next, *all* looked just as bad. Almost two decades later my string of
bad luck continues unabated...

OK. Surely the pros at my local telco CO *know* how keep things tidy?

No such luck. An insider tells me that it looks like someone armed a
barrel of chimpanzees with wire wrap guns then turned them loose to
do their worst.

"Mine's not to reason why, but to do or die." - telco employee.

--
Don Kuenz

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Then you have a poorly trained CO crew!  My frame was pretty neat and
tidy.  You always pulled the old jumper out when you replaced one. You
always dressed your cables and your jumpers.  New jumpers were always
pulled in directly, not under or over adjacent pairs, etc.

Running a CO frame all by yourself takes a whole new level of skill!

Charlie

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In all honesty, premise wiring keeps getting better all the time (as
the song goes). Phone and data now both use Cat5, 5e, or 6 and get
terminated in a tidy patch panel. Demarcs now come with RJ45 ports.

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The closest I ever got to a CO frame was in the basement of a 1960s
era, six story office building. A timeless technological work of art
to those with engineering eyes.

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Don Kuenz

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For a new building.. Any buidling with any age will have at least 4
diferent sets of phones wires, old RS232 cabling, coax network, Cat3,
maybe Cat4 and now Cat 5 being replaced with Cat 6 possibly Cat 7.
You wont notice all the cables as occasionaly they would have been
painted over or new trunking runs put in leaving the old there as well.
 
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Paul Carpenter          | snipped-for-privacy@pcserviceselectronics.co.uk
<http://www.pcserviceselectronics.co.uk/ PC Services
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The top half of the photo is missing and looks much like the lower
half, wires everywhere.  I couldn't take a single photo of the entire
mess because it was in a hallway, and I couldn't back up far enough
with my camera.  There are two light green terminal boxes in the
photo.  The lower one was a giant Gordian Knot of station wire.  It
wasn't as bad as some of the nightmare photos I've seen on the web,
but bad enough that it took me 4 full days to clean it up.

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I worked on one of those.  There was no way to get both opposing doors
open at the same time.  So, I just removed both doors from their
hinges.  It was still a problem because the building bathrooms were
next to the phone closets, which prevented me from making my usual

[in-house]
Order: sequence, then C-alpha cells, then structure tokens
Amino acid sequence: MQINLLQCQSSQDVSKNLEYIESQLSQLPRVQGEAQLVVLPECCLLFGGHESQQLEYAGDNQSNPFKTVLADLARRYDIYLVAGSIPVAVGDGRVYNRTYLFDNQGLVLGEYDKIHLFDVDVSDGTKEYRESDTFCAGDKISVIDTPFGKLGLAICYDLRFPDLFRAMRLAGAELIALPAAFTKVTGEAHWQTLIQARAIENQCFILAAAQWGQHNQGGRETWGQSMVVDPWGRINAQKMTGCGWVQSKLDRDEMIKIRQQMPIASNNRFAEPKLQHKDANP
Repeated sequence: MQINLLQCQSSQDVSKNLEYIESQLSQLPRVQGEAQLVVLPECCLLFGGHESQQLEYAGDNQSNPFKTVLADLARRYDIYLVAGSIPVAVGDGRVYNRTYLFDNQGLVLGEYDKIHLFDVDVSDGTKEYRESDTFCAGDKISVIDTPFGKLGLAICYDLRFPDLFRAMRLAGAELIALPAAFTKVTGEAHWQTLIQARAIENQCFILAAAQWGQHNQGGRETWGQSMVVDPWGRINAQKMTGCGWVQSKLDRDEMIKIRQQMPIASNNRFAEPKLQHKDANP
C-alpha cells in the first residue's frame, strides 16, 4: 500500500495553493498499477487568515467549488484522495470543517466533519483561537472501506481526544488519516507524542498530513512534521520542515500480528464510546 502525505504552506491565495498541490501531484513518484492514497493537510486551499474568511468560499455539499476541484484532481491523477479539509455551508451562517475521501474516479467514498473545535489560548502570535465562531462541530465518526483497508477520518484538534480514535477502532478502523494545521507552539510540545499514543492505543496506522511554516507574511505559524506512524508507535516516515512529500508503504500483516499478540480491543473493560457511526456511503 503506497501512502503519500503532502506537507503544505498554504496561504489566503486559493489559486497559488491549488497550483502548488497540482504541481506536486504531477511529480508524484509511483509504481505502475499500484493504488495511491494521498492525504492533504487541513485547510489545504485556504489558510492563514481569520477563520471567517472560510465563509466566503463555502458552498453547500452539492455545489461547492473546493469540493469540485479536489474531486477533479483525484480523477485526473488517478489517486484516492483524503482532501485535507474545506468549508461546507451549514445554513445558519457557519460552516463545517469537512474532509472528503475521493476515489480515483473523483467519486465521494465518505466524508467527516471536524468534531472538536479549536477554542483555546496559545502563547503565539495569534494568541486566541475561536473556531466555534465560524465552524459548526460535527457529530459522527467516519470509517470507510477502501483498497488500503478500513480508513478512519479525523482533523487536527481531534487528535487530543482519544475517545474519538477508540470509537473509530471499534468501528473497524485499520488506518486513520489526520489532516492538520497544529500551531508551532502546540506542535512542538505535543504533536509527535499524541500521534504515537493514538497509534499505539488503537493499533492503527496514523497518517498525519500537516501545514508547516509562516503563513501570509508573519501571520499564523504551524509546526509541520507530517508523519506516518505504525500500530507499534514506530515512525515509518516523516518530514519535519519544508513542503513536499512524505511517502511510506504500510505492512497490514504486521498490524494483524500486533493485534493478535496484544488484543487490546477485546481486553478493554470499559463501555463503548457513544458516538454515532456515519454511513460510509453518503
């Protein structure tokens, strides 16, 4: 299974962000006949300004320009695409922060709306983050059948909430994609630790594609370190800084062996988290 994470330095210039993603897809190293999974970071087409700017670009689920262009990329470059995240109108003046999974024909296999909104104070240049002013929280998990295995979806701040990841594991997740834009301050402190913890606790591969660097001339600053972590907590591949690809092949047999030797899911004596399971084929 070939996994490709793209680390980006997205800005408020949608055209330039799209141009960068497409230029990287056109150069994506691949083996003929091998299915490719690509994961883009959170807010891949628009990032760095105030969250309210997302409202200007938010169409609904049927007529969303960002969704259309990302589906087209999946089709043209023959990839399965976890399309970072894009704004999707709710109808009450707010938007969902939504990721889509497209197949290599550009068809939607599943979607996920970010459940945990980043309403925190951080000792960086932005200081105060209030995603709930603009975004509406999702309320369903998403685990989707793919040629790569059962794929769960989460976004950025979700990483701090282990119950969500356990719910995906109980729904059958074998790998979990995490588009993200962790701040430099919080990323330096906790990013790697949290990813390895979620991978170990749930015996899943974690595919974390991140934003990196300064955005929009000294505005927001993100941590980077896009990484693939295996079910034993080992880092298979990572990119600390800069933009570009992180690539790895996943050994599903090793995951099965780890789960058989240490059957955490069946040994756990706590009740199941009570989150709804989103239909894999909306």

mess in front of the doorways.

Unfortunately, someone called the building manager, who called the
owner, who called my primary contractor, who called the
sub-contractor, who eventually called me.  After processing the story
through 4 people, it came out that I was allegedly throwing the doors
into the dumpster, and ripping out fists full of wire from the phone
closets.  

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Sounds a bit more than what I usually find.  My office building phone
closet is shared with a office cleaning service that uses the room to
store lawn mowers, weed whackers, pressure washers, air compressors,
hand tools etc.  I cleverly installed a power strip at the optimum
height for maximum impact by the lawn mower.  Of course, I get the
call from the manager that the internet is down, only when I'm 50+
miles away, or on a day off.  I should move it but every other
location is monopolized by Type 66 blocks, 110 blocks, and several
dead Meridian phone systems that I suspect isn't being used, but have
never bothered to check.  My theory is that if I fix the obvious, the
landlord won't pay me.  However, if I wait for the complaints to
accumulate, he'll pay me to make it right.

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That should be a clue.  Proper wiring is a lost art.  Those that
learned it from Ma Bell in the 1960's know how to do it right.  After
about 1990, nobody seems to be taking the time to do neat work or even
to label their work.
<http://802.11junk.com/jeffl/pics/drivel/slides/Comrade-Ma-Bell-01.html

Converted Victorian office building MPOE.  It's about 12 ft off the
ground.  I had to get a longer ladder.
<http://802.11junk.com/jeffl/pics/drivel/slides/SCZ%20Victorian%20wiring%20mess.html
This is typical.

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Nope.  They're the one's that usually make the mess.  However, I don't
blame them.  They have a fixed amount of time allocated to do the job.
That usually doesn't include "reinforcing" the cabling.  So, they do
it quickly and badly, hoping that the next installer will fix it for
them.  Of course, that never happens.

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Ask not for whom the phone bell tolls, for it tolls for thee.
(Appologies to John Donne).

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Jeff Liebermann     snipped-for-privacy@cruzio.com
150 Felker St #D    http://www.LearnByDestroying.com
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   Who let the cat out of the bag? ;-)

Re: Indian power loss, leakage?
On Tue, 31 Jul 2012 21:59:12 -0400, "Michael A. Terrell"

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No one, the bag had disintegrated long ago.  Just nobody cared (including
the long ago loosed cats).

?-)